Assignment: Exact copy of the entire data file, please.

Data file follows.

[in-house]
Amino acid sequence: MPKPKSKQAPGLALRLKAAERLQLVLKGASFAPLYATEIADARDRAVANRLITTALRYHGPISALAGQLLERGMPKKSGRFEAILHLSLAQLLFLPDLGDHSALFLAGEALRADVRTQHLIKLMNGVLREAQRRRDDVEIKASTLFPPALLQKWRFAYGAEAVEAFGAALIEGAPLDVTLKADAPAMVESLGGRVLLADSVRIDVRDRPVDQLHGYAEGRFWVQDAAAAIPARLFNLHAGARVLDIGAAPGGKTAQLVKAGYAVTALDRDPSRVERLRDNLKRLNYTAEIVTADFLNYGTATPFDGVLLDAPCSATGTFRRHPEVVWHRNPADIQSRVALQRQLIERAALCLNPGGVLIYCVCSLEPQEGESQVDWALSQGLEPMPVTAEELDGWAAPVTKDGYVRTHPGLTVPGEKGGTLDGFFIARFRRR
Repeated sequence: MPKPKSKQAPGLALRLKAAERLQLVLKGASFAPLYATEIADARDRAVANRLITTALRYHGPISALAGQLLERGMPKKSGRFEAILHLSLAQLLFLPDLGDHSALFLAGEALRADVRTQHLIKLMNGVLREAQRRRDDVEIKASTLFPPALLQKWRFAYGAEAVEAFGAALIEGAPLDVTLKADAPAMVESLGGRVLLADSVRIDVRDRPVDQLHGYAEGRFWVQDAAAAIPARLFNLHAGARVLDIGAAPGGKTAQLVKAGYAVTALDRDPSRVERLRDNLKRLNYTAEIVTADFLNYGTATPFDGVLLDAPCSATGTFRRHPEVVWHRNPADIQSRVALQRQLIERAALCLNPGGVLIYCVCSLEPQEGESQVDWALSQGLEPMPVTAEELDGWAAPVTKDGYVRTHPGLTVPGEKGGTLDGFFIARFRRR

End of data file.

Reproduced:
[in-house]
Amino acid sequence: MPKPKSKQAPGLALRLKAAERLQLVLKGASFAPLYATEIADARDRAVANRLITTALRYHGPISALAGQLLERGMPKKSGRFEAILHLSLAQLLFLPDLGDHSALFLAGEALRADVRTQHLIKLMNGVLREAQRRRDDVEIKASTLFPPALLQKWRFAYGAEAVEAFGAALIEGAPLDVTLKADAPAMVESLGGRVLLADSVRIDVRDRPVDQLHGYAEGRFWVQDAAAAIPARLFNLHAGARVLDIGAAPGGKTAQLVKAGYAVTALDRDPSRVERLRDNLKRLNYTAEIVTADFLNYGTATPFDGVLLDAPCSATGTFRRHPEVVWHRNPADIQSRVALQRQLIERAALCLNPGGVLIYCVCSLEPQEGESQVDWALSQGLEPMPVTAEELDGWAAPVTKDGYVRTHPGLTVPGEKGGTLDGFFIARFRRR
Repeated sequence: MPKPKSKQAPGLALRLKAAERLQLVLKGASFAPLYATEIADARDRAVANRLITTALRYHGPISALAGQLLERGMPKKSGRFEAILHLSLAQLLFLPDLGDHSALFLAGEALRADVRTQHLIKLMNGVLREAQRRRDDVEIKASTLFPPALLQKWRFAYGAEAVEAFGAALIEGAPLDVTLKADAPAMVESLGGRVLLADSVRIDVRDRPVDQLHGYAEGRFWVQDAAAAIPARLFNLHAGARVLDIGAAPGGKTAQLVKAGYAVTALDRDPSRVERLRDNLKRLNYTAEIVTADFLNYGTATPFDGVLLDAPCSATGTFRRHPEVVWHRNPADIQSRVALQRQLIERAALCLNPGGVLIYCVCSLEPQEGESQVDWALSQGLEPMPVTAEELDGWAAPVTKDGYVRTHPGLTVPGEKGGTLDGFFIARFRRR